Archive for September, 2012

Sutton

Monday, September 24th, 2012

By J. R. Moehringer

The Short Take:

I would never have thought that a novel based on a real bank robber would have any appeal for me. Boy, was I wrong! This book fascinated not only due to its portrayal of the elusive and charismatic Willie Sutton but also for its subtext of how banks through history have caused economic depressions that impact everyone else.

Why?

Willie “The Actor” Sutton is said to have robbed 100 banks and gotten away with some two million dollars, all while never firing a shot. This is his story in novelized form. But it is also a story of romance, family ties, loyalty, persistence, and the hatred of banks.

The plot is built around two time lines. One follows Sutton’s first day of freedom in 1969, when he is required to give an exclusive interview and uses that interview to visit the New York City landmarks of his life. The other is the linear story of his life, told in context with those landmarks.

This juxtaposition works very nicely, as it allows the reporter and photographer of the 1969 “present” to comment on Sutton’s past. Plus, the use of italics for the 1969 story keeps everything nice and clear.

Moehringer’s Sutton is fascinating, but not in that horrible, can’t-look-away fashion of many mobster tales. Nothing is glamorized, but you can feel the heart of a real person — with all the flaws and good qualities that go along with that. This is quite an achievement since with Willie Sutton it is difficult to separate fact from fiction — he certainly didn’t do it himself. Even Sutton’s two autobiographies aren’t in agreement.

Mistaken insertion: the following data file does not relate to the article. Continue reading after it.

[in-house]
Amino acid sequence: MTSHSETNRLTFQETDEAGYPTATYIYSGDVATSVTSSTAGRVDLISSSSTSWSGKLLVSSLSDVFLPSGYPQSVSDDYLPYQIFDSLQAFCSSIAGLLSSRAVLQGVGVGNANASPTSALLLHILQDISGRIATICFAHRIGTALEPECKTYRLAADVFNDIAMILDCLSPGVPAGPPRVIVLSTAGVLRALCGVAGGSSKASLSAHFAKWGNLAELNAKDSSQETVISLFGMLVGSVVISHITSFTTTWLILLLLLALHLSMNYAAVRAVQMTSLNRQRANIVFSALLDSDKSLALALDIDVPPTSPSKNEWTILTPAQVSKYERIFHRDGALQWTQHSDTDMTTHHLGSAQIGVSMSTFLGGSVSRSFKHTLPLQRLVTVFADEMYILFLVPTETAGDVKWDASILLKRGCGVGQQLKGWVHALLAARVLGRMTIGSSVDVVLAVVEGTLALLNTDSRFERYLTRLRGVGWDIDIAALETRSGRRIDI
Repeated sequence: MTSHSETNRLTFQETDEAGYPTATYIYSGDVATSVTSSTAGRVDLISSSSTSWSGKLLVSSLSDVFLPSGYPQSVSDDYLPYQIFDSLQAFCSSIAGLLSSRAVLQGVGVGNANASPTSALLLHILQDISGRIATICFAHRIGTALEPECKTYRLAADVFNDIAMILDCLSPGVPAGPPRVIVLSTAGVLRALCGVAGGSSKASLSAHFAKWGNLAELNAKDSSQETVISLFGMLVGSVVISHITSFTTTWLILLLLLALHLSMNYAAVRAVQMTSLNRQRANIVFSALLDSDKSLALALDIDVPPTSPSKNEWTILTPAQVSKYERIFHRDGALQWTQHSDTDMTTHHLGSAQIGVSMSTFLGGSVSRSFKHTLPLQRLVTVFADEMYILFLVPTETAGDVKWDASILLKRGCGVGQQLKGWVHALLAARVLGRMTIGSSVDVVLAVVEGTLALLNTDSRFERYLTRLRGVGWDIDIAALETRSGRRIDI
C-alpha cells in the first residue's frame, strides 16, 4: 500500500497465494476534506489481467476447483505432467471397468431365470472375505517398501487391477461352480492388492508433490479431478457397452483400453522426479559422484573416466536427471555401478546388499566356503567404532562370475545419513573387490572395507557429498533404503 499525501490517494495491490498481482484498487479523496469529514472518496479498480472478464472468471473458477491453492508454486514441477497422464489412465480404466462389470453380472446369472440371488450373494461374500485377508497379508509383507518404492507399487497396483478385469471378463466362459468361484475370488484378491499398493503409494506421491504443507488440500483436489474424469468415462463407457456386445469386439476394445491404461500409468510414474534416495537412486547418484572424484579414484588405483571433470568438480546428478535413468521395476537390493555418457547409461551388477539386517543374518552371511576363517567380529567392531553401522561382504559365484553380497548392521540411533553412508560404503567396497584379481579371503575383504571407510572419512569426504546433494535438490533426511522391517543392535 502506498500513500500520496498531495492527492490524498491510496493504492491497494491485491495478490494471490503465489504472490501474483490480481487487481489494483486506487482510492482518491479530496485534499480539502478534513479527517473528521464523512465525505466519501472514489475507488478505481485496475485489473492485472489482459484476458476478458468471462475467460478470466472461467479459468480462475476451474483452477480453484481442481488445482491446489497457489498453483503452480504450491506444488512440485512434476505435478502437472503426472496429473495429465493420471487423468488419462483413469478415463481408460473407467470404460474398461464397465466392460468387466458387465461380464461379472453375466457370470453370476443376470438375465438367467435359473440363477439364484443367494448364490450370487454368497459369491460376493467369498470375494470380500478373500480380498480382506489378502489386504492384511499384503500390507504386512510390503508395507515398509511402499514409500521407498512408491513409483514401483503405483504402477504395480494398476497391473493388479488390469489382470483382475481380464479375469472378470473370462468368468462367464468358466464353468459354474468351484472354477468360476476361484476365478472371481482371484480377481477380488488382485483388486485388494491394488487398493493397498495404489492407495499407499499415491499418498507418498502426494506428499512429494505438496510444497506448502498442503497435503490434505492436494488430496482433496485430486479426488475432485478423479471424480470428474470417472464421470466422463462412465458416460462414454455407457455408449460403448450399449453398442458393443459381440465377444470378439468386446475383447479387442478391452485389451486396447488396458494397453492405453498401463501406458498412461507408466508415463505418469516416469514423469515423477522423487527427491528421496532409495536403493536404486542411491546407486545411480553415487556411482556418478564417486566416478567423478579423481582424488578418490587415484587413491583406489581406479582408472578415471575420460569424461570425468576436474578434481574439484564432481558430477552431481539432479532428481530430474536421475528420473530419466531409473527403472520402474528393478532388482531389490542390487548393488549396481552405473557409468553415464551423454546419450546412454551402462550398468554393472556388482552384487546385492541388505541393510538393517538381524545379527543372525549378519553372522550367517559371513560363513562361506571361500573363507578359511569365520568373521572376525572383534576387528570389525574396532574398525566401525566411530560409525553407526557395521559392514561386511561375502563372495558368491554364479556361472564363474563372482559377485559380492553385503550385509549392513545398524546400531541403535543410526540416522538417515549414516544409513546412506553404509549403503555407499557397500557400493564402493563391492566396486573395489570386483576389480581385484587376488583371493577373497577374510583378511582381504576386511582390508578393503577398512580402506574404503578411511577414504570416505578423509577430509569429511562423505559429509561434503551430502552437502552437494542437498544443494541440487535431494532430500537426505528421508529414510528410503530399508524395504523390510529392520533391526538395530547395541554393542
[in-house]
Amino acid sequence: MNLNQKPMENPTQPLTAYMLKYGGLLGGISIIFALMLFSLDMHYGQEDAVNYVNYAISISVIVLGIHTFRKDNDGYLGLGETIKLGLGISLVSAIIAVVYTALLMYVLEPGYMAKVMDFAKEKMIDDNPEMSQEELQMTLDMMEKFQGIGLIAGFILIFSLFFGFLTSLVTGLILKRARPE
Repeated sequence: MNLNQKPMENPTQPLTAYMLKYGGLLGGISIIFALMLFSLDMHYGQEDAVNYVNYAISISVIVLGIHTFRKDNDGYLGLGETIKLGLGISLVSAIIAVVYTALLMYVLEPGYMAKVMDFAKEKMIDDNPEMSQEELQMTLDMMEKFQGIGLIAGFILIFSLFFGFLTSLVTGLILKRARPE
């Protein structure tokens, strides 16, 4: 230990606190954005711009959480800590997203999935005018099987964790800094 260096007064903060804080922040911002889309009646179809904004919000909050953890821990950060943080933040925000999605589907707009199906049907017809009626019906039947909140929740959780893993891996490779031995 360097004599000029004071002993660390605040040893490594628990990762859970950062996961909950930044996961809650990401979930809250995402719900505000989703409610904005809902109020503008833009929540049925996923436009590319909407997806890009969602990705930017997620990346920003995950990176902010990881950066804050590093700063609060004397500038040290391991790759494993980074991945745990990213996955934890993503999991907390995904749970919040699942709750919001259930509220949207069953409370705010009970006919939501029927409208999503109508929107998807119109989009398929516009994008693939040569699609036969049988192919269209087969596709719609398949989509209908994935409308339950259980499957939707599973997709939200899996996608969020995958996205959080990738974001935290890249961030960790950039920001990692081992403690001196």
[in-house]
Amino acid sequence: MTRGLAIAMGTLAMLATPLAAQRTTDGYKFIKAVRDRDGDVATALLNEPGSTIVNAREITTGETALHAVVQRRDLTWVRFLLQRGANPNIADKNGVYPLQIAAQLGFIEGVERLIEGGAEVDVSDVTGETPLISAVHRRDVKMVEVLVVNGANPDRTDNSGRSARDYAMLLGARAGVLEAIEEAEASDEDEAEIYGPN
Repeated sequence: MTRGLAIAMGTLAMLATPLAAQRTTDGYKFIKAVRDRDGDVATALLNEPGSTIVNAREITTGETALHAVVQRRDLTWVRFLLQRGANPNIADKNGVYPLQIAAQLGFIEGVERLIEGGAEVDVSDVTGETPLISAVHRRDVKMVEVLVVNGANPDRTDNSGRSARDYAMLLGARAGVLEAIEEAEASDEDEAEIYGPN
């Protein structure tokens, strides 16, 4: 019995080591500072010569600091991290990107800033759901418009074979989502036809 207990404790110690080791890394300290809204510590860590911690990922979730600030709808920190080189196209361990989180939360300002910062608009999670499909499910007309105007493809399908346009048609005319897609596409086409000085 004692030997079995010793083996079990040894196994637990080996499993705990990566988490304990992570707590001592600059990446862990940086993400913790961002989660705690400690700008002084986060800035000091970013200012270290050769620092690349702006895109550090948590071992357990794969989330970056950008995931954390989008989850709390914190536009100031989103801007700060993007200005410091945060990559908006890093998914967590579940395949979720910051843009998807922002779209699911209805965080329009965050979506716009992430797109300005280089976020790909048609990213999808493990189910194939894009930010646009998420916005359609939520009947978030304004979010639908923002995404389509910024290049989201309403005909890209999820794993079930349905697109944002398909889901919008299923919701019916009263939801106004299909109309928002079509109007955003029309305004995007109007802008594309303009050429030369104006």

Nevertheless, Moehringer’s depiction is rich in texture and certainly feels like the story of a real person.

This novel also shows how the actions of banks can ruin the lives of many. In Sutton’s lifetime there was depression after depression, keeping tens of thousands (or more) from finding  employment. Banks failed and wiped out savings this was before FDIC insurance). Everyone suffered, except the bankers whose speculative habits caused these downturns.

That’s one reason bank robbers like Willie Sutton became folk heroes — they were the only ones punishing the banks.